Here are some answers to common questions about the Republican Party's 2004 National Convention.
When is it? Aug. 30-Sept. 2.
Where? Madison Square Garden, New York City, N.Y. A postal building next door to Madison Square Garden will be used as a work center for the media. Other New York venues may host some official events.
Who will be there? For starters, 2,509 delegates and 2,344 alternate delegates, many of whom are also elected officials and party officials. Thousands of journalists will also be there. And numerous protesters are expected to show up along with the thousands of police and security officers who will be on hand.
Why was New York chosen? The party says New York offered the best financial package.
Has the Republican Convention been held here before? No.
Who pays for it? The Republican Party (and the Democrats, too) receives $15 million in taxpayer funds from the Federal Election Commission to pay convention costs. Remaining costs are picked up by the city.
Who's in charge of the convention? William D. Harris, who has been involved in Republican conventions for more than 30 years, is the chairman and will manage daily operations.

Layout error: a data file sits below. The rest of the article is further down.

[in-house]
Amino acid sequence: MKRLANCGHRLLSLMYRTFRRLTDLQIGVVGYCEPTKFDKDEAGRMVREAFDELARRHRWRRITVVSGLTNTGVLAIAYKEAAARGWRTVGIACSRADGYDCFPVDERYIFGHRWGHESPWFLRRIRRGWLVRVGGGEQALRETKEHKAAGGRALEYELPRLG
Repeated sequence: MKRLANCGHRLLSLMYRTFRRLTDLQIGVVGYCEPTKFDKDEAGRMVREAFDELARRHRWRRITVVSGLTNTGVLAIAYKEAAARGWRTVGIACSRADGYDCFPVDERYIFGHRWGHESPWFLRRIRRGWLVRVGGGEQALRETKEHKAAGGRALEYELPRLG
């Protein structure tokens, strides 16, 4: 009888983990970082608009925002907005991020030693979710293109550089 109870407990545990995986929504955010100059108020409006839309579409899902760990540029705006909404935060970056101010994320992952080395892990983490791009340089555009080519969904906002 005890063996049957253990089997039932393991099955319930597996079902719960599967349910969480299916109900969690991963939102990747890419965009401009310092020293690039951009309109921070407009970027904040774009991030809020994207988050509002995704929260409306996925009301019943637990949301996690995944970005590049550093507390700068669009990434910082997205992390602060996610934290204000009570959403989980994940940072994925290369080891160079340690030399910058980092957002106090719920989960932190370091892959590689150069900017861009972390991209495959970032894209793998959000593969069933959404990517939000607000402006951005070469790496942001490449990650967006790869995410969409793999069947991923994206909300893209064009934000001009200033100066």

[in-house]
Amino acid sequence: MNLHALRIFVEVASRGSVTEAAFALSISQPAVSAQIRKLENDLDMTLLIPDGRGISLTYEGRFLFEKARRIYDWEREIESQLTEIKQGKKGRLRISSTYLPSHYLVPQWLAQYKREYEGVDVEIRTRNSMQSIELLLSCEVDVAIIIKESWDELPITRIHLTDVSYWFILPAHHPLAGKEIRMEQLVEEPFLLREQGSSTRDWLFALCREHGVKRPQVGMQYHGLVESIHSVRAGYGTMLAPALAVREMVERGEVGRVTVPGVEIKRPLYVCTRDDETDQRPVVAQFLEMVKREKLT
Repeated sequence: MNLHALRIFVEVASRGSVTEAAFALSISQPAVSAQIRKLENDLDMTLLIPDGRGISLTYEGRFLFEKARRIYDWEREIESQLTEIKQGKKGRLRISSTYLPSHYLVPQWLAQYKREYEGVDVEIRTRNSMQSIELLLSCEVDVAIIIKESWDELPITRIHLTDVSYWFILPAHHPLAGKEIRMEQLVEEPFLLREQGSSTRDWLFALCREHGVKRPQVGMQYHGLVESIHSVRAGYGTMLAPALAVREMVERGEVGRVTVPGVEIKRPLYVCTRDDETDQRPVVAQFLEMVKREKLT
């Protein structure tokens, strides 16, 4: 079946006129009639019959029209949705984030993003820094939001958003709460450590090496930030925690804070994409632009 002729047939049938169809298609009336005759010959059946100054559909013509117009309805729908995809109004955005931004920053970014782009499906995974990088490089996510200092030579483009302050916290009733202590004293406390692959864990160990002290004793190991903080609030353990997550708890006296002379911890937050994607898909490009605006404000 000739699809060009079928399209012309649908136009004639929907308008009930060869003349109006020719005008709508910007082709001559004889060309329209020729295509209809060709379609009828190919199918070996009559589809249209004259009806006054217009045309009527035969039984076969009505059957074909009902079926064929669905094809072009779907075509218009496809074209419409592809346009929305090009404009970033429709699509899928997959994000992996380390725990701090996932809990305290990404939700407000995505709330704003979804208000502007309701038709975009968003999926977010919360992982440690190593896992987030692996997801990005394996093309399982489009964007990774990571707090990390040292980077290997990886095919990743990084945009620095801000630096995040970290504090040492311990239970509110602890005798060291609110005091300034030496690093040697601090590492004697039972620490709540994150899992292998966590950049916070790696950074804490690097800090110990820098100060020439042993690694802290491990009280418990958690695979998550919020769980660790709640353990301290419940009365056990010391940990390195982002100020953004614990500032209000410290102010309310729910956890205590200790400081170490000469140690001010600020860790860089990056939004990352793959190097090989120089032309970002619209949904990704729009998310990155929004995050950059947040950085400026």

What's on the program? Sen. John McCain and former New York Mayor Rudolph Giuliani will be the featured speakers on the opening night of Aug. 30; California Gov. Arnold Schwarzenegger will share the spotlight on the second night with first lady Laura Bush; Vice President Dick Cheney is the featured speaker on the third night; and New York Gov. George Pataki will be featured on the convention’s final night before President Bush accepts the nomination.
How many hotel rooms will be used? Some 18,000 rooms have been reserved in the Manhattan area for the official convention housing block where delegates and officials will stay. Convention staffers have also procured rooms for the media, convention volunteers and others.
How do journalists get credentials? The approval and distribution of media credentials was delegated to the various congressional press galleries.
Where will the media work? When they're not reporting from in and around the convention floor itself, journalists will have access to the giant Farley Post Office Building across Eighth Avenue from Madison Square Garden. A special pedestrian bridge will let reporters, camera people and others move between the convention and the press building. Some media will get work space inside Madison Square Garden itself; others will work in the nearby Hotel Pennsylvania.
What about security? The Department of Homeland Security has declared the convention —along with the Democratic Convention — a National Security Special Events. Many federal, state and local agencies will work together to provide security.
Where can I get more information? Try the following Web sites for information on specific topics.